Attention deficit hyperactivity disorder takes a huge toll on children, with about 9 percent of kids ages 8 to 15 displaying diagnosable symptoms of inattention, hyperactivity, and impulsive behavior that can make schoolwork an ordeal and friendships trying. Maternal smoking and lead exposure in early childhood might be behind nearly 40 percent of ADHD cases, according to new research. If that turns out to be true, it may be possible to prevent many cases of ADHD and reduce the huge social, financial, and personal toll of the disorder.
While the cause (or, most likely, causes) of ADHD remains a mystery, we do know that it tends to run in families, so there’s probably a genetic susceptibility. In addition, prenatal exposure to tobacco smoke and industrial chemicals and childhood exposure to lead have long been associated with attention problems and impulsivity. Both lead and tobacco alter how the brain uses the neurotransmitter dopamine, which helps control movement and emotion, and the brains of people with ADHD may be less sensitive to dopamine.
What’s important about this new information, from researchers at Cincinnati Children’s Hospital Medical Center, is that it is based on a big national survey—covering 2,588 children ages 8 to 15—and is the first to measure how maternal smoking and lead exposure combine to affect ADHD. Being exposed to both tobacco in the womb and lead in childhood is a double whammy; 28.6 percent of children who were exposed to prenatal maternal smoking and the upper third of lead exposure levels had ADHD, compared with 5.2 percent of children with the lowest blood lead levels and no maternal smoking. The researchers, whose work was published online in Pediatrics, estimate that 38 percent of ADHD cases could be caused by maternal smoking, lead exposure, or both.
Here’s how to reduce the risk of tobacco and lead exposure in your own children:
* Don’t smoke. This info provides yet another great reason to never start smoking, or to quit right now if you’re a mom or contemplating being one. Also, don’t drink alcohol or abuse drugs while pregnant. They may reduce the activity of neurons that produce neurotransmitters in the brain. Secondhand smoke wasn’t implicated in this latest study, but there’s tons of evidence that living with a smoker increases a child’s risk of asthma and other chronic diseases. So don’t smoke.
* Avoid PCBs and other environmental toxins while pregnant. Exposure to the industrial chemical polychlorinated biphenyl (PCB) while pregnant has been linked to increased rates of ADHD. PCBs were banned starting in 1979, but they persist in the environment.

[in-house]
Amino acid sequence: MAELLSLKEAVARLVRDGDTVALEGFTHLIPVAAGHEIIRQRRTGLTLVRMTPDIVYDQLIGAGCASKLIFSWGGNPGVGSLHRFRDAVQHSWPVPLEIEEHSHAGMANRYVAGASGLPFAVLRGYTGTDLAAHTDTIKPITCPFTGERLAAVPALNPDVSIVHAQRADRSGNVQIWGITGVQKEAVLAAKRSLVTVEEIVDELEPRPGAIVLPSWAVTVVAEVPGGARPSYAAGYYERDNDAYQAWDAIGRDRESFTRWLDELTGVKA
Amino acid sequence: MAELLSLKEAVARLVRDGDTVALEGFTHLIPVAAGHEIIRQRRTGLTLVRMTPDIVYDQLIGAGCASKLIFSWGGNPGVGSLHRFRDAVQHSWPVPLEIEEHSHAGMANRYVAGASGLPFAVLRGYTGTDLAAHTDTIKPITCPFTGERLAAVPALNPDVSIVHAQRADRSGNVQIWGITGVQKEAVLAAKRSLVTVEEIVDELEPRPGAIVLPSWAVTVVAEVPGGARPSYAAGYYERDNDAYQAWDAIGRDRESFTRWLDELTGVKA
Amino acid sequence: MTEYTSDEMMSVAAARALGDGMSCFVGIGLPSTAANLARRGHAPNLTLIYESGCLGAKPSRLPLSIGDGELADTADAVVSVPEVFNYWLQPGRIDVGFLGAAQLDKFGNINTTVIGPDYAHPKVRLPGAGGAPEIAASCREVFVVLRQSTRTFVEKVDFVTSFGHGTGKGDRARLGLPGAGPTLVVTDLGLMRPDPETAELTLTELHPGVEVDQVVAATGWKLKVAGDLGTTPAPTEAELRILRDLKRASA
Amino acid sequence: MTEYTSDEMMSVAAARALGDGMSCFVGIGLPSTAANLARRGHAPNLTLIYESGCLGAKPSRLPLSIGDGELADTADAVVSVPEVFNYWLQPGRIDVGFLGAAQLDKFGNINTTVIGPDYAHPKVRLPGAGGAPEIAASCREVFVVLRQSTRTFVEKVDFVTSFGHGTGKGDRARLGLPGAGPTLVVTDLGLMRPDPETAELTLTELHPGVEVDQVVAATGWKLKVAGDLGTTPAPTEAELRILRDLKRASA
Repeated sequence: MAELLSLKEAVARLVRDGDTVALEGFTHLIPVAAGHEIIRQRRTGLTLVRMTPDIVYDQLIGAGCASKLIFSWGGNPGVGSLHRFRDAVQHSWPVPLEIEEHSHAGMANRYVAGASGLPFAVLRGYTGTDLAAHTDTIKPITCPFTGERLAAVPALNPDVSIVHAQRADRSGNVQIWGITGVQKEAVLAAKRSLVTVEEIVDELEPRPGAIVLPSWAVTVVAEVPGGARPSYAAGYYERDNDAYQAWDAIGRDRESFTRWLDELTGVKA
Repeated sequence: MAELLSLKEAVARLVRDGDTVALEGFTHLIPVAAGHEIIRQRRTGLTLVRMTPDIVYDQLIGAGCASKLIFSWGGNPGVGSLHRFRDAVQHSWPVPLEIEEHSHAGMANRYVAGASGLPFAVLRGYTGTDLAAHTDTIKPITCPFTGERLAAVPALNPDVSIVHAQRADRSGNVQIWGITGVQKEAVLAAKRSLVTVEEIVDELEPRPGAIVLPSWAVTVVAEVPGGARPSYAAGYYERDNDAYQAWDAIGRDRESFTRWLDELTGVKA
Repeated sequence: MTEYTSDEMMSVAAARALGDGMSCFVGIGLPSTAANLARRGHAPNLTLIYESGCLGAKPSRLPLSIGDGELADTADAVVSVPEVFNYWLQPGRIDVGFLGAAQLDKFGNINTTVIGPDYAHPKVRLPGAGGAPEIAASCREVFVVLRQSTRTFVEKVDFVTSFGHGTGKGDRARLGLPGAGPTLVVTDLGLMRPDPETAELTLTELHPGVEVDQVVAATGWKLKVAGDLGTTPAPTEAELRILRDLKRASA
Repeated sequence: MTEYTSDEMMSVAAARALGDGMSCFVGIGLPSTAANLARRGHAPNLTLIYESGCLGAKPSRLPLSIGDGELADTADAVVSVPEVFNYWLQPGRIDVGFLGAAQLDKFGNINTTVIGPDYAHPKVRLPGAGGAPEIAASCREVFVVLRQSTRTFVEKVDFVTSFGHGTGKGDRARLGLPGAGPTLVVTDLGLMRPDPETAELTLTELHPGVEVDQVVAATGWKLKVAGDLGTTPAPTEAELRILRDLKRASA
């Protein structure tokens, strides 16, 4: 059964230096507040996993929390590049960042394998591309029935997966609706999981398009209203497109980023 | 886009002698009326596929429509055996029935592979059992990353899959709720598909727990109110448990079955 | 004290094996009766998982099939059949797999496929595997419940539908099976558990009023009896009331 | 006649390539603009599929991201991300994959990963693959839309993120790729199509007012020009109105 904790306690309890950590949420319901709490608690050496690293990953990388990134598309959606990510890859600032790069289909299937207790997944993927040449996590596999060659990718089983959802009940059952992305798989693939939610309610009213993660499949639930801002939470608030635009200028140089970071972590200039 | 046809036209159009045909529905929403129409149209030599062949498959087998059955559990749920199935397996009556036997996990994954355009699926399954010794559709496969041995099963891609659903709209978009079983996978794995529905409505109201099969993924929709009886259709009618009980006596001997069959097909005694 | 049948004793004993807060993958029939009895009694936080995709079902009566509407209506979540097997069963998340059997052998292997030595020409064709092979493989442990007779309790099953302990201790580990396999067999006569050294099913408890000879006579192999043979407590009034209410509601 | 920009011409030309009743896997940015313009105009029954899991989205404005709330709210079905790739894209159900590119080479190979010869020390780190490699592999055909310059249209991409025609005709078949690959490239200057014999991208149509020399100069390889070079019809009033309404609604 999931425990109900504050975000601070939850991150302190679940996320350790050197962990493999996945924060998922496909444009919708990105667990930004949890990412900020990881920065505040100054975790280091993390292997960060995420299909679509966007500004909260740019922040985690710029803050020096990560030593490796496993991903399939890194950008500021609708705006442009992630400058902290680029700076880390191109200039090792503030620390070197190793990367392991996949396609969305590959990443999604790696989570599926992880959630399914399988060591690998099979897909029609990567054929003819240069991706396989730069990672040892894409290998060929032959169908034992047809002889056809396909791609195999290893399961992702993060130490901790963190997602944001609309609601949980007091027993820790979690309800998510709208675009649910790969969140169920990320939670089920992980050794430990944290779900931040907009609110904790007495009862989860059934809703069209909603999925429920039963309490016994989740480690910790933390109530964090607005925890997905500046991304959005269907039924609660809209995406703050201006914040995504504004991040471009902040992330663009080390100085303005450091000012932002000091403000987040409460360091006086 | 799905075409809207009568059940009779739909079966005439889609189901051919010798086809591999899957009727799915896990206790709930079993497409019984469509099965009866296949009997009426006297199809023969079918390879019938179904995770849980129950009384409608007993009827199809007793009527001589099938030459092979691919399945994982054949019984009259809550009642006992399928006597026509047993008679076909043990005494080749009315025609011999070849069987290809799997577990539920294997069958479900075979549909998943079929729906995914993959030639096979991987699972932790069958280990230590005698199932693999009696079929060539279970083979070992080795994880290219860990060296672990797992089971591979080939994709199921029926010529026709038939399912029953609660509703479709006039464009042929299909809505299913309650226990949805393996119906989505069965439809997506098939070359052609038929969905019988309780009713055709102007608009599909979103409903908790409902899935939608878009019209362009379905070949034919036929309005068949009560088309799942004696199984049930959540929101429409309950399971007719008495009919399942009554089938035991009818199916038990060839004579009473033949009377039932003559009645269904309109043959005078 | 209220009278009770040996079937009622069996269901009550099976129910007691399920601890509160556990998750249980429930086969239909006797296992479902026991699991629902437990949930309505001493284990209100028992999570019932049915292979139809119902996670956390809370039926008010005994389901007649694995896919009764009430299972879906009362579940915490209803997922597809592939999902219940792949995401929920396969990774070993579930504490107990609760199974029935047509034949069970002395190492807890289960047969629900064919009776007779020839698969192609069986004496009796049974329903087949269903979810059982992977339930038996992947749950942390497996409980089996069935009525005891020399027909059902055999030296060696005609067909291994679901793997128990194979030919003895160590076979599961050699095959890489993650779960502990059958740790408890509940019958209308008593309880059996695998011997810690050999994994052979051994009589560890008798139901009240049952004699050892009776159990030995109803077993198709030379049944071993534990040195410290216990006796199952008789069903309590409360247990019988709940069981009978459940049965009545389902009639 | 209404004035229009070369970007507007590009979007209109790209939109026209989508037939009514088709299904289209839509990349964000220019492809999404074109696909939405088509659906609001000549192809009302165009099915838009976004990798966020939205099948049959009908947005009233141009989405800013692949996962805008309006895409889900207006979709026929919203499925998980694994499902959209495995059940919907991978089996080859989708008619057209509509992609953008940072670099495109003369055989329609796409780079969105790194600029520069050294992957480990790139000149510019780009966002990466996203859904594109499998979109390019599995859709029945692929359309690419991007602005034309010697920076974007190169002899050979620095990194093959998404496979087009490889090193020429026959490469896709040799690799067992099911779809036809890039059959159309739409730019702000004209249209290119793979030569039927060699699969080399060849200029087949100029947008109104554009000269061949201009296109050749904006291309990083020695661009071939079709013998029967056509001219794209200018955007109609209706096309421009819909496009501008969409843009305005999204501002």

* Make sure your home is free of lead and other environmental toxins. Lead exposure lowers IQ and causes behavioral problems in children who are exposed in early childhood because it interferes with brain development. Researchers increasingly believe that lead has more subtle effects at much lower doses than the level used as the threshold in state-mandated testing for lead poisoning. The most common sources of lead contamination are lead paint in buildings built before 1978, dust from that paint, and soil contaminated outside buildings painted with it. The Environmental Protection Agency’s National Lead Information Center provides information about testing homes and soil for lead, and states provide information on lead testing and abatement contractors. (Here’s Michigan’s page on reducing risks of lead in the home, and here is the
* Hand washing and healthy eating help, too. Young children are exposed to lead in the environment by touching contaminated dust or dirt, then touching their mouths. Hand washing helps reduce that risk. So does eating foods rich in calcium and iron; they reduce the amount of lead a child’s body absorbs.
How panicked should parents be? That’s the big question. Avoiding smoking is a no-brainer; every parent or would-be parent needs to stop now, for the sake of their own health as well as their children’s. “Clearly the safest environment for a child to grow up in is void of lead and smoke exposure,” said Paul Lipkin, director of the Center for Development and Learning at Kennedy Krieger Institute in Baltimore. Parents can check back with their pediatrician to see what the child’s blood lead levels were if they are concerned about lead exposure, Lipkin said, and also follow HUD guidelines for reducing lead in the home.
But protecting children from brain-damaging lead exposure is tough. We had our 52-year-old house tested for lead paint when our daughter was born and were relieved to find that there was very little. We’ve tried to follow EPA guidelines on keeping lead paint undisturbed (it’s covered with newer latex paint) and eating healthfully. Our pediatrician has also performed scheduled blood lead tests. Did we do enough? I don’t know. But no child should have to suffer needlessly. If this new research spurs public-health officials and lawmakers to ramp up efforts to protect children from lead and get moms to quit smoking, then that may be the best news ever for ADHD.
November 23, 2009, by Nancy Shute